The Trump White House’s War on Truth 1

There have been worse years for freedom of the press than 2017.

Take 1798, when President John Adams signed the Alien and Sedition Act criminalizing criticisms of the federal government deemed fake news.

Or 100 years ago, when President Woodrow Wilson signed the Espionage Act, intended to criminalize government leaks to the press related to national security. This was soon followed by the short-lived Sedition Act, which made it a crime to “utter, print, write, or publish any disloyal, profane, scurrilous or abusive language about the form of government of the United States, or the Constitution of the United States, or the military or naval forces of the United States.”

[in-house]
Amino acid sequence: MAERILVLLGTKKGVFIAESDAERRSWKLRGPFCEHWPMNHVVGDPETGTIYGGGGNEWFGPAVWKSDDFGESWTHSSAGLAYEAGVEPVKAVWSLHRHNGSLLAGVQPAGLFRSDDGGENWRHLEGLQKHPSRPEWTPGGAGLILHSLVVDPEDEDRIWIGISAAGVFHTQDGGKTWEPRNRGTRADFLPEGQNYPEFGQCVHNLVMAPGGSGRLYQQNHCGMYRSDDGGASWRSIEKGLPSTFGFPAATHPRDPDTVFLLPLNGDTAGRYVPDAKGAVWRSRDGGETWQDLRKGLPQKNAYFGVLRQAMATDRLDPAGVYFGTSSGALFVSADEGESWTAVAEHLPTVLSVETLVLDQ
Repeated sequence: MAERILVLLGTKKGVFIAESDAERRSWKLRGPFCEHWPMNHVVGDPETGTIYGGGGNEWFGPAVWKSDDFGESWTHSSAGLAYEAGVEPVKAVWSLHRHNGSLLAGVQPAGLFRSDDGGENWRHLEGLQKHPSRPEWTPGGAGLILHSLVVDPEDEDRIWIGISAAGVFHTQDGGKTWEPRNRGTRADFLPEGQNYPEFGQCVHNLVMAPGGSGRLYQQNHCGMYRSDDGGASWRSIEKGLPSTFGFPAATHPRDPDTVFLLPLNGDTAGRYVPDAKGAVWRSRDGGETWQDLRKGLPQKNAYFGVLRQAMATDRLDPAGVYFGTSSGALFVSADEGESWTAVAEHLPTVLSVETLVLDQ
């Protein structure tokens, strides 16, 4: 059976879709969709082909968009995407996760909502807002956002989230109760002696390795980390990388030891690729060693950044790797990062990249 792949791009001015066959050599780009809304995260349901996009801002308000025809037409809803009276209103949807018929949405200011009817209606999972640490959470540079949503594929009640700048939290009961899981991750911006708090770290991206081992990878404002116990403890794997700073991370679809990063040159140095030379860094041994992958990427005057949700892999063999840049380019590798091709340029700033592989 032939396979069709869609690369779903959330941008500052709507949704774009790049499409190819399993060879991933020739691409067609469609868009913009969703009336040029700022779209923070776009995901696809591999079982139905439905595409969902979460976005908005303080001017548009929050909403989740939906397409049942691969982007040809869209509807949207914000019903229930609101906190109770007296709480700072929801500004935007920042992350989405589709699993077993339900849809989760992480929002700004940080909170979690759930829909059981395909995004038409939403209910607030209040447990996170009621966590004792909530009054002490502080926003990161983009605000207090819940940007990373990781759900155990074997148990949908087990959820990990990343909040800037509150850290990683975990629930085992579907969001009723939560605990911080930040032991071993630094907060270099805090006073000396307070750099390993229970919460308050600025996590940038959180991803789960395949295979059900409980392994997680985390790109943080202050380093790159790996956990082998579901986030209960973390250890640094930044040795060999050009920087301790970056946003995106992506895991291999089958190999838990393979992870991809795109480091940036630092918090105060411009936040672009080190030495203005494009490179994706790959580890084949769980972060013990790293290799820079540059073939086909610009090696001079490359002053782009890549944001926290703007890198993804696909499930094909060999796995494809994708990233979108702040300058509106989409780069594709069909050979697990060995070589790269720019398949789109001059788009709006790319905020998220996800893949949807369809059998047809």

And, of course, there was President Richard Nixon’s litany of paranoid assaults on the Constitution, including a White House enemies list of 56 journalists and media executives, complete with break-ins at private homes and offices as well as attempts to block publication of Pentagon Papers and to dismiss the Watergate investigation as a “witch hunt.”

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